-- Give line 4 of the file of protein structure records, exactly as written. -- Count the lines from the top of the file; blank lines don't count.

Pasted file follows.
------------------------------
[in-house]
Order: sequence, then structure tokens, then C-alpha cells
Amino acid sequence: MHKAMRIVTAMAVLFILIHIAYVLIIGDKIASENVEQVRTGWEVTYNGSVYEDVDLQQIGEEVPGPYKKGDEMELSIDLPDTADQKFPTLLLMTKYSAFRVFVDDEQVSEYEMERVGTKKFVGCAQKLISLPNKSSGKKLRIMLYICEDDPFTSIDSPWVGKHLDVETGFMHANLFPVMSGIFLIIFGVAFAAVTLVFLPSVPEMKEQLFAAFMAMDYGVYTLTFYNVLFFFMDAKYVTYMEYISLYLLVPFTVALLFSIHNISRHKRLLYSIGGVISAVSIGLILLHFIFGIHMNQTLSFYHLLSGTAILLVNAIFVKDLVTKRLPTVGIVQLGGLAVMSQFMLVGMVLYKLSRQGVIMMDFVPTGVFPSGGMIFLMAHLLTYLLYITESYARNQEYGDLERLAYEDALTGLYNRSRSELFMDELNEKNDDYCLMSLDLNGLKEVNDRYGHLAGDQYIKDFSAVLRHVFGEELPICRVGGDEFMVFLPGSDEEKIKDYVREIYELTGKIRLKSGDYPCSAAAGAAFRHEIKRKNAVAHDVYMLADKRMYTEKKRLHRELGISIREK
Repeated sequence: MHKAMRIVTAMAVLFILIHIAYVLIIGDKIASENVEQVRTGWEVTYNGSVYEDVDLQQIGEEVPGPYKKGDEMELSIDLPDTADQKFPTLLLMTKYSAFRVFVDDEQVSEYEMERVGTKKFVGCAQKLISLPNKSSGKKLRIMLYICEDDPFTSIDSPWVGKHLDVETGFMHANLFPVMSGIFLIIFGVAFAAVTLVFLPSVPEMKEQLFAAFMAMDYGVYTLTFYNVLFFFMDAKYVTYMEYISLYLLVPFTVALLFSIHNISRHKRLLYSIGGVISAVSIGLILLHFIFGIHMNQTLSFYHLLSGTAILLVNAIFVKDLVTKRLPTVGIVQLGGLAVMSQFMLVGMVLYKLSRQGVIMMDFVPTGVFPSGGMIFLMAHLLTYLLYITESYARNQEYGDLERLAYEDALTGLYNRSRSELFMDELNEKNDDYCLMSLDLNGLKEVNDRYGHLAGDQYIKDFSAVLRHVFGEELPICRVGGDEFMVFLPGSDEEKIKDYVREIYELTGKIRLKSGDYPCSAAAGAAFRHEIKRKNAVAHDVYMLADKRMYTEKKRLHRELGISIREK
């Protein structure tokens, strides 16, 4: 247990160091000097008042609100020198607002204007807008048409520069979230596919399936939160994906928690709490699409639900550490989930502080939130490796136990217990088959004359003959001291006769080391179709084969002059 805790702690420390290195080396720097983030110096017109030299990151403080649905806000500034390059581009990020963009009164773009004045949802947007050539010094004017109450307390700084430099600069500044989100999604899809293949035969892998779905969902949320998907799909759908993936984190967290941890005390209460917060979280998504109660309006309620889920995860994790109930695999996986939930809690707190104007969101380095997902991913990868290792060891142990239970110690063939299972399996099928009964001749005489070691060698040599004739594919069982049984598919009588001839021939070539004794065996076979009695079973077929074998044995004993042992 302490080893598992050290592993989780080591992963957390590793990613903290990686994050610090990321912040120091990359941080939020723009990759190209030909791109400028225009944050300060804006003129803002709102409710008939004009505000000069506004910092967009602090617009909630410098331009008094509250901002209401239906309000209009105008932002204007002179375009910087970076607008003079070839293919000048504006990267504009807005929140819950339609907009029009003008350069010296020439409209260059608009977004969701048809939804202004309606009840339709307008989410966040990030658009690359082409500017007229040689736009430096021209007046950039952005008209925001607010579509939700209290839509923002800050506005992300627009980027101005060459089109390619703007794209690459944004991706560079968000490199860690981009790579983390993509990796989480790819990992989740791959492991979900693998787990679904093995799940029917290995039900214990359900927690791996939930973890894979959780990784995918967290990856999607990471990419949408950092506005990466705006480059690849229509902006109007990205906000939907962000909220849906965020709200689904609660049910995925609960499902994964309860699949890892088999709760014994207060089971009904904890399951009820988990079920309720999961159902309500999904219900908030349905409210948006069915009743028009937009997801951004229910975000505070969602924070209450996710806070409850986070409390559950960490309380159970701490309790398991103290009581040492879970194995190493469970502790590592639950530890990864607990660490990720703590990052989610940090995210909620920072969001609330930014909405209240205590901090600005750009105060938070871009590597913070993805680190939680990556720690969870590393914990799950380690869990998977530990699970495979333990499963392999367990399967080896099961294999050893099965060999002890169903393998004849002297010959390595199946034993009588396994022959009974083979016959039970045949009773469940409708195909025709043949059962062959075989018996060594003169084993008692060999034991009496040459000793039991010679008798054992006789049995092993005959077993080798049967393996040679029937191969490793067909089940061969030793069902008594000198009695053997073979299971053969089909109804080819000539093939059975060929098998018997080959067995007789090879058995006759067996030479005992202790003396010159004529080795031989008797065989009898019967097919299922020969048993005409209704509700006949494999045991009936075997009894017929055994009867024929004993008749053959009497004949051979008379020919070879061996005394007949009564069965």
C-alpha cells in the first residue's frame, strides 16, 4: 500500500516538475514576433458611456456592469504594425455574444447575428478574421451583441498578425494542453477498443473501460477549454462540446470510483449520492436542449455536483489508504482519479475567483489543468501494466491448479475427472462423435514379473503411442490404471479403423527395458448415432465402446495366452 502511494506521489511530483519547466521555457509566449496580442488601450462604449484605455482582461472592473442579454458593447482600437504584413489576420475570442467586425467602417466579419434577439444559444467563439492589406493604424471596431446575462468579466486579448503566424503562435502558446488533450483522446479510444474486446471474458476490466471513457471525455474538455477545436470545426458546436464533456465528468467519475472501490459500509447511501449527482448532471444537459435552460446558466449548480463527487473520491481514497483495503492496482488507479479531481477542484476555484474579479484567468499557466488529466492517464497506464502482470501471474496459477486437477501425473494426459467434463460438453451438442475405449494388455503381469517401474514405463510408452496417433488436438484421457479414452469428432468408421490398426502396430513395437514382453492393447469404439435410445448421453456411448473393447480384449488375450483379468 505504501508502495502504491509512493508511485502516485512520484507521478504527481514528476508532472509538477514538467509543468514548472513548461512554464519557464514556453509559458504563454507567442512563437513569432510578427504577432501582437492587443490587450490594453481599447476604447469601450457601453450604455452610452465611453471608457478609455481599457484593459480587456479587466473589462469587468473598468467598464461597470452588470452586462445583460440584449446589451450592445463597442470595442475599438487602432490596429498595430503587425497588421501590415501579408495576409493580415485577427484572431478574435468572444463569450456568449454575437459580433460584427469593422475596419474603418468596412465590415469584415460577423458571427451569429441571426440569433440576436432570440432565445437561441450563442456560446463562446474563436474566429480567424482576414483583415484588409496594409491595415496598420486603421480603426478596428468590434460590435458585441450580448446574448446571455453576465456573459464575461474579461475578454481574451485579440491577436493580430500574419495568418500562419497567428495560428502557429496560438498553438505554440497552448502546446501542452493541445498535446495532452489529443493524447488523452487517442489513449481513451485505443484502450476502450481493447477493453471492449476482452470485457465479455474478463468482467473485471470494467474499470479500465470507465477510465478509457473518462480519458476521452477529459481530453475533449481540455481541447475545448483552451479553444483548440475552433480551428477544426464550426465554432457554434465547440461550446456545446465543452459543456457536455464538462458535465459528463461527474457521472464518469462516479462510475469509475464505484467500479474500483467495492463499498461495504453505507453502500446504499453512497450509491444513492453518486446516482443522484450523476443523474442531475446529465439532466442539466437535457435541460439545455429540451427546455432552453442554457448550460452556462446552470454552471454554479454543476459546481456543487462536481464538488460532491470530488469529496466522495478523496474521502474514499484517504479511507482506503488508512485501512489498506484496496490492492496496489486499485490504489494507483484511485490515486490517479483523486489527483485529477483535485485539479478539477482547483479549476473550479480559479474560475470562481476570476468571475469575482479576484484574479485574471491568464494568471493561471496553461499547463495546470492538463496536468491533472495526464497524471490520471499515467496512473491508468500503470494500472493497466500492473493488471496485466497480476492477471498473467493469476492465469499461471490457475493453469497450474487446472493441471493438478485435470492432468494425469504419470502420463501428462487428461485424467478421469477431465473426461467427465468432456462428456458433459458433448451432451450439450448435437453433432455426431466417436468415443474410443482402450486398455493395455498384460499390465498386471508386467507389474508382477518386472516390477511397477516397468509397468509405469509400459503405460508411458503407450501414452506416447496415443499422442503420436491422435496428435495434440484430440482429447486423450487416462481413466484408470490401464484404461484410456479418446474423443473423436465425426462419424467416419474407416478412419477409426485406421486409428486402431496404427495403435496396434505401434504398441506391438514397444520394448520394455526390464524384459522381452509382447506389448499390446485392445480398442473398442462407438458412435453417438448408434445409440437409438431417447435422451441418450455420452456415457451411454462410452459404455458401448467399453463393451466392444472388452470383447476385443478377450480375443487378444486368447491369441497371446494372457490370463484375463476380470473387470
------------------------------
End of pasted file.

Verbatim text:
Repeated sequence: MHKAMRIVTAMAVLFILIHIAYVLIIGDKIASENVEQVRTGWEVTYNGSVYEDVDLQQIGEEVPGPYKKGDEMELSIDLPDTADQKFPTLLLMTKYSAFRVFVDDEQVSEYEMERVGTKKFVGCAQKLISLPNKSSGKKLRIMLYICEDDPFTSIDSPWVGKHLDVETGFMHANLFPVMSGIFLIIFGVAFAAVTLVFLPSVPEMKEQLFAAFMAMDYGVYTLTFYNVLFFFMDAKYVTYMEYISLYLLVPFTVALLFSIHNISRHKRLLYSIGGVISAVSIGLILLHFIFGIHMNQTLSFYHLLSGTAILLVNAIFVKDLVTKRLPTVGIVQLGGLAVMSQFMLVGMVLYKLSRQGVIMMDFVPTGVFPSGGMIFLMAHLLTYLLYITESYARNQEYGDLERLAYEDALTGLYNRSRSELFMDELNEKNDDYCLMSLDLNGLKEVNDRYGHLAGDQYIKDFSAVLRHVFGEELPICRVGGDEFMVFLPGSDEEKIKDYVREIYELTGKIRLKSGDYPCSAAAGAAFRHEIKRKNAVAHDVYMLADKRMYTEKKRLHRELGISIREK